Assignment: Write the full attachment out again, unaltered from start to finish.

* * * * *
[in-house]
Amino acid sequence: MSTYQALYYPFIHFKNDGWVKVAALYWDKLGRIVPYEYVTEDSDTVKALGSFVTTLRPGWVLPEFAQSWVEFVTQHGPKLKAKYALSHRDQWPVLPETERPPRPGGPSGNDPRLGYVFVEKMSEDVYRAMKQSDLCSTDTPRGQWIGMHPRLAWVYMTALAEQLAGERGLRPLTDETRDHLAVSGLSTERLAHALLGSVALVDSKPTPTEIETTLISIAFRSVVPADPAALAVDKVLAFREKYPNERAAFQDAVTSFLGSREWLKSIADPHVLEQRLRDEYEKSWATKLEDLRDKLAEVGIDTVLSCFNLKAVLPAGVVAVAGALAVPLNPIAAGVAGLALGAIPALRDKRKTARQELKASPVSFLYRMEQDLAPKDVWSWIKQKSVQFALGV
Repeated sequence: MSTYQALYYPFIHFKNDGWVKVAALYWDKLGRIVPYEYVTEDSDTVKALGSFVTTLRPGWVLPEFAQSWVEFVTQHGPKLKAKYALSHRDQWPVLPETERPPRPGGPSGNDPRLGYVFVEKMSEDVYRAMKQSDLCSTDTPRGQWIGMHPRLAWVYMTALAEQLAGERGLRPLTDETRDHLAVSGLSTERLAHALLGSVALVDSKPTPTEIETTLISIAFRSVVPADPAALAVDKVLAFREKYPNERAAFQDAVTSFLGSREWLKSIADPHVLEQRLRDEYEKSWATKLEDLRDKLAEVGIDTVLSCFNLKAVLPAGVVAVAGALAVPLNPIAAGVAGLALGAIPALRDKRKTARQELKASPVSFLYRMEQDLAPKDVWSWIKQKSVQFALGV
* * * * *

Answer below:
[in-house]
Amino acid sequence: MSTYQALYYPFIHFKNDGWVKVAALYWDKLGRIVPYEYVTEDSDTVKALGSFVTTLRPGWVLPEFAQSWVEFVTQHGPKLKAKYALSHRDQWPVLPETERPPRPGGPSGNDPRLGYVFVEKMSEDVYRAMKQSDLCSTDTPRGQWIGMHPRLAWVYMTALAEQLAGERGLRPLTDETRDHLAVSGLSTERLAHALLGSVALVDSKPTPTEIETTLISIAFRSVVPADPAALAVDKVLAFREKYPNERAAFQDAVTSFLGSREWLKSIADPHVLEQRLRDEYEKSWATKLEDLRDKLAEVGIDTVLSCFNLKAVLPAGVVAVAGALAVPLNPIAAGVAGLALGAIPALRDKRKTARQELKASPVSFLYRMEQDLAPKDVWSWIKQKSVQFALGV
Repeated sequence: MSTYQALYYPFIHFKNDGWVKVAALYWDKLGRIVPYEYVTEDSDTVKALGSFVTTLRPGWVLPEFAQSWVEFVTQHGPKLKAKYALSHRDQWPVLPETERPPRPGGPSGNDPRLGYVFVEKMSEDVYRAMKQSDLCSTDTPRGQWIGMHPRLAWVYMTALAEQLAGERGLRPLTDETRDHLAVSGLSTERLAHALLGSVALVDSKPTPTEIETTLISIAFRSVVPADPAALAVDKVLAFREKYPNERAAFQDAVTSFLGSREWLKSIADPHVLEQRLRDEYEKSWATKLEDLRDKLAEVGIDTVLSCFNLKAVLPAGVVAVAGALAVPLNPIAAGVAGLALGAIPALRDKRKTARQELKASPVSFLYRMEQDLAPKDVWSWIKQKSVQFALGV